Chervil

Chervil is one of a group of herbs in the parsley family with an anise aroma. I'm not fond of any of these herbs.

Chervil plants in flower
Chervil leaf
Dried chervil leaves
Chervil plants in flower
Chervil leaf
Dried chervil leaves

Species:Anthriscus cerefolium.
Origin:
Southern Europe or Western Asia.
Source:
During the Middle Ages, chervil was cultivated widely across Europe under the edict of Charlemagne, the Capitulare de Villis, and it is cultivated in the same areas today.
Used Part:
Leaves. They are normally used fresh, but can be preserved by deep-freezing or by making a pesto-like preparation (as with basil).
Family:
Apiaceae (parsley family).
Effect:
Sweet and aromatic, somewhat intermediate between parsley and anise and similar to cicely.
Etymology:
The Greek name of this plant and origin of the botanical name anthriscus is anthriskos (alternatively anthriskion). The species name cerefolium appears to mean "leaves like wax" and might refer to the bright green colour, but is more possibly a spelling mistake for cherifolium (Greek chairephyllon). The Roman name for chervil was derived from Greek chairein "to delight in" and phyllon "leaf", referring to the pleasant aroma of the leaves.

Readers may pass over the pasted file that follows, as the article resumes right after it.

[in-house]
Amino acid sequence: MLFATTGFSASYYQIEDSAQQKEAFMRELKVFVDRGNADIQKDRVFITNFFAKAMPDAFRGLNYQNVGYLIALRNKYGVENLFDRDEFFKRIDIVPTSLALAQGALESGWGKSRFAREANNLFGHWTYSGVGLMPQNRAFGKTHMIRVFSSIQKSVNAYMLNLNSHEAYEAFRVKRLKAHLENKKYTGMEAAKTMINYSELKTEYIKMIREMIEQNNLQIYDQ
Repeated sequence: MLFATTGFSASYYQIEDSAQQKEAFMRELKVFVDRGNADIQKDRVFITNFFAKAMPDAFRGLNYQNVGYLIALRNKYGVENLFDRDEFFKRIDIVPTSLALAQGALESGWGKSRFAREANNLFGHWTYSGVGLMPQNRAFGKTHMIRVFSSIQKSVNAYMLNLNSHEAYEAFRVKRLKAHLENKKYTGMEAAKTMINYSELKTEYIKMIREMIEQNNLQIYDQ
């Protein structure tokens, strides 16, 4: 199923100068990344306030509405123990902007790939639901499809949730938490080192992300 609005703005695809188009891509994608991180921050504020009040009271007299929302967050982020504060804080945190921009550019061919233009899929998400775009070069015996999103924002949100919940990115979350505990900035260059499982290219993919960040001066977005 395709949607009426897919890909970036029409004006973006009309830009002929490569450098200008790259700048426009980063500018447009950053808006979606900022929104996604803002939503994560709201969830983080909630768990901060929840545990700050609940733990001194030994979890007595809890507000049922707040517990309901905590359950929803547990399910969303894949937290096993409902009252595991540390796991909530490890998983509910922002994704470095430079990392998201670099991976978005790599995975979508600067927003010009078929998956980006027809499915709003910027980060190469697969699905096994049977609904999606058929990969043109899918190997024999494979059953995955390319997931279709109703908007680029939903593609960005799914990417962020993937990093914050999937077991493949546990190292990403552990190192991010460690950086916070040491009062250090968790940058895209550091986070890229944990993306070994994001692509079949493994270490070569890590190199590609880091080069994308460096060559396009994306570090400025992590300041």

Most names in the contemporary tongues of Western Europe derive, as with the English name, from Latin cherifolium, e.g. Swedish körvel, Portuguese cerefolho and French cerfeuil. Northern Europeans often call the plant more precisely as "garden chervil" (e.g. Norwegian hagekjørvel), because it is not indigenous and cannot survive in the wild.
Since chervil is used and known mostly in Western Europe, languages of other countries often have no native term for that herb, but use descriptive terms that relate chervil to the more widely known relative parsley, e.g. Arabic maqdunis Faranji, Greek Frankomaintanos and Turkish Frenk maydanoz all mean "Frankish parsley". Even in English, chervil is sometimes referred to as "French parsley".
Uses:
Chervil is very popular in Central and Western Europe, the fresh leaves being chopped and added to soups, salads and fish dishes in much the same way as parsley or coriander leaves. Herbal vinegar usually contains a few leaves of chervil.
Chervil is especially popular in Germany and appears in the famous grüne Soße "green sauce". Chervil is one of the five components of the French fines herbes, a composition of fresh herbs used in France for decoration of cold and warm dishes. Fresh leaves also frequently appear in bouquet garni, although their fragrance does not tolerate long cooking periods very well.
The dried herb is less aromatic than the fresh, but many compositions of the French herbes de Provence contain dried chervil. In Northern Europe, chervil is often substituted by a related herb, cicely or Spanish chervil, which has a stronger, anise-like aroma.